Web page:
Anthropogenic Disturbances and Behavior
Behavioral innovations allow animals to adjust their behavior to solve novel problems. While innovative behavior can be important for animals living in new environments, anthropogenic pollution may limit their ability to adapt by impairing cognition or motivation. In particular, exposure to light pollution at night can cause sleep deprivation and may, therefore, hinder innovative behavior. To test this hypothesis, we examined experimentally whether exposure to acute light pollution impacts problem-solving success in peafowl (Pavo cristatus). We found that their problem-solving success was unrelated to short-term light pollution exposure. Other factors, including persistence, sex of the bird, and moon illumination, influenced their success in solving the task. The results suggest that short-term exposure to light pollution does not limit behavioral innovation, but long-term studies are necessary to further probe this question.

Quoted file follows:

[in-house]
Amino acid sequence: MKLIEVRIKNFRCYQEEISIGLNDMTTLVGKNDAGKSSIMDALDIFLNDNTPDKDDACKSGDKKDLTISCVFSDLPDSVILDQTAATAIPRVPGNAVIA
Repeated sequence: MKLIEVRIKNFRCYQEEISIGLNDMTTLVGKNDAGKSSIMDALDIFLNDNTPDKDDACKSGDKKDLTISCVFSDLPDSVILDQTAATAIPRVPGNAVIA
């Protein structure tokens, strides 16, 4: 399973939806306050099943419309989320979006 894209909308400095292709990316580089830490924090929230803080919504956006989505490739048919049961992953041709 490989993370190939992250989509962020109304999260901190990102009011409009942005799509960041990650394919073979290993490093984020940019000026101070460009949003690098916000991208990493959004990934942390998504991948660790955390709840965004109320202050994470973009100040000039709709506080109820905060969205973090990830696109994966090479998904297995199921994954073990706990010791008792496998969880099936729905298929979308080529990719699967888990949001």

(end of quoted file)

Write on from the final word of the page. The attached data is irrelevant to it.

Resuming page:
Artificial light pollution is drastically changing the sensory environments of animals. Even though many animals are now living in these changed environments, the effect light pollution has on animal behavior is poorly understood. With a team of undergraduates (Sydney Byerley, Jeanee Coy, Aisyah Aziz, Jamie Wolf, and Amanda Gnerlich), we investigated the effect of light pollution on nocturnal vigilance in peahens (Pavo cristatus). We found that light pollution significantly increases nocturnal vigilance in peahens. Furthermore, the birds faced a trade-off between vigilance and sleep at night: peahens that were more vigilant spent less time sleeping. Given the choice, peahens preferred to roost away from high levels of artificial lighting but showed no preference for roosting without artificial lighting or with low levels of artificial lighting. Our study demonstrated that light pollution can have a substantial impact on animal behavior that can potentially result in fitness consequences.